By Sandy Evans Hall
In 1996, North Lake Tahoe residents voted to increase the existing transient occupancy tax from 8 percent to 10 percent, which is paid by overnight visitors to the area. North Lake Tahoe residents do not pay this tax.
This 2 percent tax increase, which was renewed by voters in 2002, has been used to fund approximately $30 million in public improvement projects and services, such as beaches and bike trails, throughout the North Lake Tahoe region.
These monies have also been leveraged via local, state and federal funding to generate $160 million for projects the area could not otherwise afford.
Since 1996, North Lake Tahoe’s 2 percent TOT dollars have helped pay for improvements at Commons Beach and Squaw Valley Community Park, the construction of the Midway Bridge to Squaw Valley Bike Trail and the Tahoe City Lakeside Bike Trail, funding for the North Lake Tahoe Express Airport Shuttle and area bus shelters, and the Tahoe City Beautification Project and regional way-finding signage.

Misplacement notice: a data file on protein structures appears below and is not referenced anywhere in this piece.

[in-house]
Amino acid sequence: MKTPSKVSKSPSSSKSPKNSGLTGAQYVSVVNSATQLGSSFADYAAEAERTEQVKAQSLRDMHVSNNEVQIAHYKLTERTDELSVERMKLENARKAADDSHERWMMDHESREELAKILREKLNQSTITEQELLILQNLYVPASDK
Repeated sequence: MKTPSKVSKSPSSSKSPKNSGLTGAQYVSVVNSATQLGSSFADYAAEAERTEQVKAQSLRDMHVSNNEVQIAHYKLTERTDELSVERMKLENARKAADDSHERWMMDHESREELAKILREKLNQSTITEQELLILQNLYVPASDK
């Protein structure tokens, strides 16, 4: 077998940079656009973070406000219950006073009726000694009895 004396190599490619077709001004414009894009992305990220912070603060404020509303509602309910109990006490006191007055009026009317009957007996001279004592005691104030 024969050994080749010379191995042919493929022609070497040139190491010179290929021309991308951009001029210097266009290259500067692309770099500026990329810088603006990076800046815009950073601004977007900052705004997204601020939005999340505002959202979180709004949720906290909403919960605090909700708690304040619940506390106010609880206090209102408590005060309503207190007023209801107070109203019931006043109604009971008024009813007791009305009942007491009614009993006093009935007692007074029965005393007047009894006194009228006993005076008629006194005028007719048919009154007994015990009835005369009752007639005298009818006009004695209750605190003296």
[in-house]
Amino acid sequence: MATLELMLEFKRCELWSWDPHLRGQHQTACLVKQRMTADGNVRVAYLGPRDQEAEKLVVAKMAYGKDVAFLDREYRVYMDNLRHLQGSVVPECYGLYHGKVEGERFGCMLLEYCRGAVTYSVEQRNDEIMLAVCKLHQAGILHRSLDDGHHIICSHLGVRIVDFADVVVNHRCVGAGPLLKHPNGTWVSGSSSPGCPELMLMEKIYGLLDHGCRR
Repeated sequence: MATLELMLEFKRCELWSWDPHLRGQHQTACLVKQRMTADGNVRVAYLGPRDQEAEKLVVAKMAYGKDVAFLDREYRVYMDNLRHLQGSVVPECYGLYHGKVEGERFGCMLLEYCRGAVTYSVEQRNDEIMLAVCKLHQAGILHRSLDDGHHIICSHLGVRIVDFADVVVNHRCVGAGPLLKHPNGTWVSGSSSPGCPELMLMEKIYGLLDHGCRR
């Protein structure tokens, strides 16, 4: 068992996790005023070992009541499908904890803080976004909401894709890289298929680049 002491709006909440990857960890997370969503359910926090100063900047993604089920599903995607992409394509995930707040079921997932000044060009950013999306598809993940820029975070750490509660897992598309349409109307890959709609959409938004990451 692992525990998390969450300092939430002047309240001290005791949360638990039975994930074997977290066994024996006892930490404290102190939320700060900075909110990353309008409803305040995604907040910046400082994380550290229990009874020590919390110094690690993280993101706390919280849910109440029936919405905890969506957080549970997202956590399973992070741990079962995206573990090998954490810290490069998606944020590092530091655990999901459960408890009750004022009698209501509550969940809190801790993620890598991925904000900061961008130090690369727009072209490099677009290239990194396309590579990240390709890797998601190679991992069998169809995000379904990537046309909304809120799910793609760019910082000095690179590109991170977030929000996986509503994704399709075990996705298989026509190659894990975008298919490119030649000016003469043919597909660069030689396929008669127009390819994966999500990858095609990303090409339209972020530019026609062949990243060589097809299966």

On June 5, 2012, North Lake Tahoe voters will again put the 2 percent renewal to a vote. It is not a tax increase, but a renewal of an existing measure that will continue to be paid by lodging guests – not North Lake Tahoe taxpayers.
The approval of Measure F requires a 50 percent plus one affirmative vote, and the passage of Measure F ensures funding for the next 10 years – until 2022.
It’s important to note that Measure F funding will only be used for projects and services in North Lake Tahoe, and will continue to require an annual independent audit of all funds and expenditures by a non-county, private CPA firm.
If the 2 percent TOT is not renewed, North Lake Tahoe will lose more than $2 million in revenue per year for public improvement projects and services.
I encourage you to educate yourself about Measure F and what it means to our North Lake Tahoe community, and plan to vote on June 5, 2012.
Sandy Evans Hall is CEO-executive director of the North Lake Tahoe Chamber/CVB/Resort Association.